Another further advantage is that, according to one embodiment, the utility controller is located within the service panel, which also houses the electronic controller and other electrical components. This unique design prevents potential water damage to the component due to leakage in water service piping.
Further, requirements that natural gas piping be within a secondary containment enclosure are also achieved. For example, according to one embodiment, although the utility controller has exposed electrical wiring that enters the box through non-sealed conduit, it also has a gasketed door that, once closed and secured, seals it from the main service panel. The service panel having a gasketed door panel thus becomes the required secondary containment enclosure.
The electrical relay for control of electrical outlets may be remotely located, however, the control switch and necessary wiring and other control components may still be centrally located with the switches for the other various services.
Further, since the service panel and utility controller may be provided as individual components, the service panel with pre-assembled piping, the door assembly, and the utility controller, there is a reduced possibility of potential damage to various components during the rough-in stages of the construction of the building. In other words, components are assembled as needed rather than at one time which is the case in many other applications.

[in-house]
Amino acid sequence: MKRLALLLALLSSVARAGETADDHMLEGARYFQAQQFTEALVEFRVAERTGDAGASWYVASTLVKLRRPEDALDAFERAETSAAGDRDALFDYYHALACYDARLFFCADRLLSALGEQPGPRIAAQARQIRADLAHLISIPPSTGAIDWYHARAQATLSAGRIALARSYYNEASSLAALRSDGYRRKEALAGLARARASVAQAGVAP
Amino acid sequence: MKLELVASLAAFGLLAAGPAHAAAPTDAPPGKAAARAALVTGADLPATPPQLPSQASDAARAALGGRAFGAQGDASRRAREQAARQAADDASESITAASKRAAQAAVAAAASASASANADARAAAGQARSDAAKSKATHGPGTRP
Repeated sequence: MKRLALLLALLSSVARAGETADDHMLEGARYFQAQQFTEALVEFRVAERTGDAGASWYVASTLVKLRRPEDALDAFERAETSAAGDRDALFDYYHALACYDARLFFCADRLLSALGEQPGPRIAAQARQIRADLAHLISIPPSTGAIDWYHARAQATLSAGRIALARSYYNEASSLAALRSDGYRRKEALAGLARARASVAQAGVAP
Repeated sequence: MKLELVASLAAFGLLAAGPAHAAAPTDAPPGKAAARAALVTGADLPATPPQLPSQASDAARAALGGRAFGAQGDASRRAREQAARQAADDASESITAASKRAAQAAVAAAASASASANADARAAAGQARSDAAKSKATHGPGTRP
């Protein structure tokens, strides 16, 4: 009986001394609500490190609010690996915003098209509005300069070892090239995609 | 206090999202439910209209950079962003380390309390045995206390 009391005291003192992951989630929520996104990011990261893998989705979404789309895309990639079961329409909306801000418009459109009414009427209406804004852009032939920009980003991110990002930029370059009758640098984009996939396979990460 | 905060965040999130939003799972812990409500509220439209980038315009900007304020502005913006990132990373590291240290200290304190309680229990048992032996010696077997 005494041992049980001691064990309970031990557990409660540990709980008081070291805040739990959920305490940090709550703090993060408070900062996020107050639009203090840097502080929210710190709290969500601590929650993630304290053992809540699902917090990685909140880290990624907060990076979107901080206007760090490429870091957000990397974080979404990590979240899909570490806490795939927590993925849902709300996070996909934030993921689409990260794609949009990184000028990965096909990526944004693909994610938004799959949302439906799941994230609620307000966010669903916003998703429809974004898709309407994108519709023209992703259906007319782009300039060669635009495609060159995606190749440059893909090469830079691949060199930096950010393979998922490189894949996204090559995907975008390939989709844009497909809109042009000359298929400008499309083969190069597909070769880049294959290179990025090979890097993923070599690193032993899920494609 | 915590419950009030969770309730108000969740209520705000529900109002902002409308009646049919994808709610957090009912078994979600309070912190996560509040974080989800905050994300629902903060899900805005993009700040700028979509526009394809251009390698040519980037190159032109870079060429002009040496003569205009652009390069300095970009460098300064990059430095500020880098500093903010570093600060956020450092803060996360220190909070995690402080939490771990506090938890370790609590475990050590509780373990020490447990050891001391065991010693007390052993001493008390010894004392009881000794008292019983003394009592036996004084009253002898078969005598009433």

Also, because the service panel and utility controller contain pre-wired components with disconnect switches, there is ease in maintenance.
Further objects and advantages of the invention will become apparent from the consideration of the drawings and ensuing description.
FIG. 1 shows the service panel;
FIGS. 1A through 1F show various aspects of the service panel;
FIG. 2 shows the cut-off assemblies;
FIGS. 3 through 3E show the door panel assembly;
FIGS. 4 through 4C show the utility controller;
FIG. 5 is a sequential state controller diagram for the electronic controller;
FIGS. 6A through 6E show the electronic controller and the wiring diagrams for the controller. Due to the complexity of the electronic controller, the reader will note that in many figures, an image of the controller will appear for reference purposes only without an attempt to fully describe the controller. The drawing figures are illustrated in that fashion so that the reader will fully understand the placement and the electrical connections between the controller and other components of the laboratory service panel;
FIGS. 7 and 7A show the service panel during the various stages of construction and assembly;
FIG. 8 shows the use of an optional conventional digital timer to regulate times of permissible operation of the service panel;
FIG. 8A displays the wiring diagram when the digital timer is utilized;
FIGS. 9 and 9A detail the utility controller when mounted remotely from the service panel along with the respective wiring diagram;
FIG. 10 shows the remotely-mounted utility controller with the addition of the digital timer;
FIGS. 10A through 10C show the various methods whereby the digital timer will regulate the permissible operation times;
FIGS. 11 through 11C show the remotely-mounted utility controller with more than one electronic controller mounted within;